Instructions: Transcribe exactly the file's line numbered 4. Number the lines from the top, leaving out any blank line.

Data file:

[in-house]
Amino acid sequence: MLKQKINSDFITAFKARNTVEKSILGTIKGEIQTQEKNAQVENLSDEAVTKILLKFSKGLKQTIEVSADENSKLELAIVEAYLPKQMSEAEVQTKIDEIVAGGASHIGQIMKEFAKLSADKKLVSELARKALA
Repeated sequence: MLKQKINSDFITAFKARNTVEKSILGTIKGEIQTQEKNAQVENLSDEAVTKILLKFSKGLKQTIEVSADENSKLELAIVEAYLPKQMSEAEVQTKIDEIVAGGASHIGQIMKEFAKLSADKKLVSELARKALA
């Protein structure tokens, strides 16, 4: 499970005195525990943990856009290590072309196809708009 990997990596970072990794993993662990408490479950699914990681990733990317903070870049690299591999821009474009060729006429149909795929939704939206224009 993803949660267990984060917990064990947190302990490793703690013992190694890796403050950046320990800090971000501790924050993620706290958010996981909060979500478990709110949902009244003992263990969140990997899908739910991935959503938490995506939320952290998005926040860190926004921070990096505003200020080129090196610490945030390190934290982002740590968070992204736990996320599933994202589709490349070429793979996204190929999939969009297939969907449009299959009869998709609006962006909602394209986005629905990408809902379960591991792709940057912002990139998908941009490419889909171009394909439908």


């Protein structure tokens, strides 16, 4: 499970005195525990943990856009290590072309196809708009 990997990596970072990794993993662990408490479950699914990681990733990317903070870049690299591999821009474009060729006429149909795929939704939206224009 993803949660267990984060917990064990947190302990490793703690013992190694890796403050950046320990800090971000501790924050993620706290958010996981909060979500478990709110949902009244003992263990969140990997899908739910991935959503938490995506939320952290998005926040860190926004921070990096505003200020080129090196610490945030390190934290982002740590968070992204736990996320599933994202589709490349070429793979996204190929999939969009297939969907449009299959009869998709609006962006909602394209986005629905990408809902379960591991792709940057912002990139998908941009490419889909171009394909439908």